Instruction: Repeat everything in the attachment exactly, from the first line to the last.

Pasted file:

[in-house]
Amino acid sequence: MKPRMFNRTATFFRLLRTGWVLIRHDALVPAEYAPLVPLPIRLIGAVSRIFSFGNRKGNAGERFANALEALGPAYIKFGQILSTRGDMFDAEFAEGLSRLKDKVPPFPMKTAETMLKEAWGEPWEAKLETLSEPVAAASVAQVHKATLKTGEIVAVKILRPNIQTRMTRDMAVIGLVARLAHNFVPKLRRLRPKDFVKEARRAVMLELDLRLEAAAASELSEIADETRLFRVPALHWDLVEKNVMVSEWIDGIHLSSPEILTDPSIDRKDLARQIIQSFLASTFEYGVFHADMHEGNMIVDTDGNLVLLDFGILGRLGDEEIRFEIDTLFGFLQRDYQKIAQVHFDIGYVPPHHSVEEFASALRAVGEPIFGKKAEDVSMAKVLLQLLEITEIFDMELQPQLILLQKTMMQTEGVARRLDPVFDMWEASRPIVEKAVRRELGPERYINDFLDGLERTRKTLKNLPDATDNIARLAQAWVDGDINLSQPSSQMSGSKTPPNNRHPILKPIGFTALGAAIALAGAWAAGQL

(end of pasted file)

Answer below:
[in-house]
Amino acid sequence: MKPRMFNRTATFFRLLRTGWVLIRHDALVPAEYAPLVPLPIRLIGAVSRIFSFGNRKGNAGERFANALEALGPAYIKFGQILSTRGDMFDAEFAEGLSRLKDKVPPFPMKTAETMLKEAWGEPWEAKLETLSEPVAAASVAQVHKATLKTGEIVAVKILRPNIQTRMTRDMAVIGLVARLAHNFVPKLRRLRPKDFVKEARRAVMLELDLRLEAAAASELSEIADETRLFRVPALHWDLVEKNVMVSEWIDGIHLSSPEILTDPSIDRKDLARQIIQSFLASTFEYGVFHADMHEGNMIVDTDGNLVLLDFGILGRLGDEEIRFEIDTLFGFLQRDYQKIAQVHFDIGYVPPHHSVEEFASALRAVGEPIFGKKAEDVSMAKVLLQLLEITEIFDMELQPQLILLQKTMMQTEGVARRLDPVFDMWEASRPIVEKAVRRELGPERYINDFLDGLERTRKTLKNLPDATDNIARLAQAWVDGDINLSQPSSQMSGSKTPPNNRHPILKPIGFTALGAAIALAGAWAAGQL